For the first time, scientists have succeeded in transforming human stem cells into functional lung and airway cells. The advance has significant potential for modeling lung disease, screening drugs, studying human lung development, and, ultimately, generating lung tissue for transplantation.
Seven years ago a modest NASA research program aimed at developing the ability to capture, analyze, and recreate subvocal speech was initiated as part of NASA’s Extension of the Human Senses program. The subvocal speech-recognition research, headed by Dr. Charles Jorgensen, was initially aimed at developing silent communication and speech augmentation in extremely noisy environments such as the space station. It soon became clear that the technology could have many other applications as well; it could enable bodyguards, security personal, or Special Forces during highly covert operations to communicate without detection, and tank commanders to give orders even during noisy fighting conditions. The technology also has many civilian applications, enabling users to talk with privacy even in the company of others or in very noisy environments. Firefighters and other help and rescue personal could use the technology in their daily routines (as this NASA video shows), as could people with vocal cord disorders. Finally, the technology could find its way into the gaming market as a way to send specific commands to team members in multiplayer games.
An experimental device is letting paralyzed people drive wheelchairs simply by flicking their tongue in the right direction. Key to this wireless system: Users get their tongue pierced with a magnetic stud that resembles jewelry and acts like a joystick, in hopes of offering them more mobility and independence.
The more innovative or “semantically distant” your responses are to this simple test, the more creative you probably are in your professional and artistic pursuits, according to a recent study published in the journal Behavior Research Methods.
Occipital’s Structure Sensor turns the iPad into a powerful 3D-capture device. It works with apps specifically designed to use the sensor to scan and capture 3D information about an object or environment. You can use the sensor for a wide range of tasks — from object capture to augmented-reality games.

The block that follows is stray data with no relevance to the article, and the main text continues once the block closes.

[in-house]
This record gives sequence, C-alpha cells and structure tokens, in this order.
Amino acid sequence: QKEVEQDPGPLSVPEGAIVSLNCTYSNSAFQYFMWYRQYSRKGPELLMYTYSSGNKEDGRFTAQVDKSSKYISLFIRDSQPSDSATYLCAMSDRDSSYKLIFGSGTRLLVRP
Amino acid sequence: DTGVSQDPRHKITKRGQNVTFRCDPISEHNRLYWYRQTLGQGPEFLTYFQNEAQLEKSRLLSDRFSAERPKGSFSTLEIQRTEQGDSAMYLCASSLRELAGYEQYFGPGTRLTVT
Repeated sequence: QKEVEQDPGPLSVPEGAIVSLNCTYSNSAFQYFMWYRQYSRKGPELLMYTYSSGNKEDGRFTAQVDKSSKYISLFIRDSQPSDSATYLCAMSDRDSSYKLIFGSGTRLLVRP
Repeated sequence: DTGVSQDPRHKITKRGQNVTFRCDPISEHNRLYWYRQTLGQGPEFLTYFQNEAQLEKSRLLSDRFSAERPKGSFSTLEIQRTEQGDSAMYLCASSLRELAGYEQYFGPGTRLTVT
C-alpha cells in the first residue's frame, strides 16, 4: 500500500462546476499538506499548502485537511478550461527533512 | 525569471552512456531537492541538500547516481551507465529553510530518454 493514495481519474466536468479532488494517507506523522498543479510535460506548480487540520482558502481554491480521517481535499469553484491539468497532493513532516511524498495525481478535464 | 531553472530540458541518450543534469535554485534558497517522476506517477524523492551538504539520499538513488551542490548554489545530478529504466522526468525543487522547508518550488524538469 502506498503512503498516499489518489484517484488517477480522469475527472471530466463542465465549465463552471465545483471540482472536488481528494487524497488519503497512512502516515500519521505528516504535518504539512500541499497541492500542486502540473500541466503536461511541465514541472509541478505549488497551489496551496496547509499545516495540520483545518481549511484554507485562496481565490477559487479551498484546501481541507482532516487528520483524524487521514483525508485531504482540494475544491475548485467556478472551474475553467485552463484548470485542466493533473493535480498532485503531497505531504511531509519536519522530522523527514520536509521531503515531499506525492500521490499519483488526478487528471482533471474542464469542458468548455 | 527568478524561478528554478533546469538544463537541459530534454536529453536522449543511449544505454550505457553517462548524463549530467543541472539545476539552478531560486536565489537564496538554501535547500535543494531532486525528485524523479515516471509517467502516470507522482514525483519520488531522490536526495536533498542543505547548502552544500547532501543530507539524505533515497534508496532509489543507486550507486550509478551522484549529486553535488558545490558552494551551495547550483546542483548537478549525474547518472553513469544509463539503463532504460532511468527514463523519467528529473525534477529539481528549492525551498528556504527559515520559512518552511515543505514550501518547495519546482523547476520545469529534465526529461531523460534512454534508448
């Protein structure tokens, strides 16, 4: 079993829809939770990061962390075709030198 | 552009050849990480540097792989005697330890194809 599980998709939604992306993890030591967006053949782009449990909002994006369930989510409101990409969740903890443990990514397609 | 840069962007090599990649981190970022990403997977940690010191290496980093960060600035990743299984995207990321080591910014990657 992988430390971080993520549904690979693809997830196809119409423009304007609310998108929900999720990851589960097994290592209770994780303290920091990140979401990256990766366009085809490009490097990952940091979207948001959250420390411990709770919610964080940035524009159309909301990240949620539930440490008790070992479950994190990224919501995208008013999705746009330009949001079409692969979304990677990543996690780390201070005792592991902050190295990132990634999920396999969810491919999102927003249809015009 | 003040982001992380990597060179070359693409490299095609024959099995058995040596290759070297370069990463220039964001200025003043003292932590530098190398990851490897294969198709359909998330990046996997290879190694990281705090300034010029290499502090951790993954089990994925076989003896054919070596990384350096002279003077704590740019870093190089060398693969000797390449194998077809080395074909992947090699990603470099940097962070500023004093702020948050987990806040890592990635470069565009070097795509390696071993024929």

When cloud formations take physical shape, neither their scale nor duration has an upper bound: We may begin to see cloud towns, then cloud cities, and ultimately cloud countries. At first this sounds rather implausible. Perhaps the internet will spur a wave of internal migrations as online communities begin gathering in person — but could this process really lead to a new city, or country?
Where does consciousness come from? According to Koch, consciousness arises within any sufficiently complex, information-processing system. All animals, from humans on down to earthworms, are conscious; even the internet could be. That’s just the way the universe works.
You may not have heard of “the peanut butter test,” but it could become a fantastically low-cost and non-invasive way to test for Alzheimer’s. After all, what’s less invasive than asking someone to smell some delicious peanut butter?
We literally have the ability to tell stories in ways not possible before this in human history. Plays, books, radio, movies and TV all changed the way stories were delivered, but not the fundamental structures of the stories told or the relationship between the storyteller and the audience. With immersive, open-ended, multi-user worlds, we no longer have one teller and many listeners; instead we have thousands or millions of points of view in the same world at the same time, creating meaning out of their actions and events in the world. With this, for the first time we have the potential to create new kinds of stories: stories that, in one way to put it, are asked, not told.—Mike Sellers, video game designer and AI researcher
Nerve cells communicate through short, fleeting pulses of electrical activity. Yet some memories stored in the brain can persist for decades. Research into how the nervous system bridges these two radically different time scales has been going on for decades, and a number of different ideas have picked up some experimental support.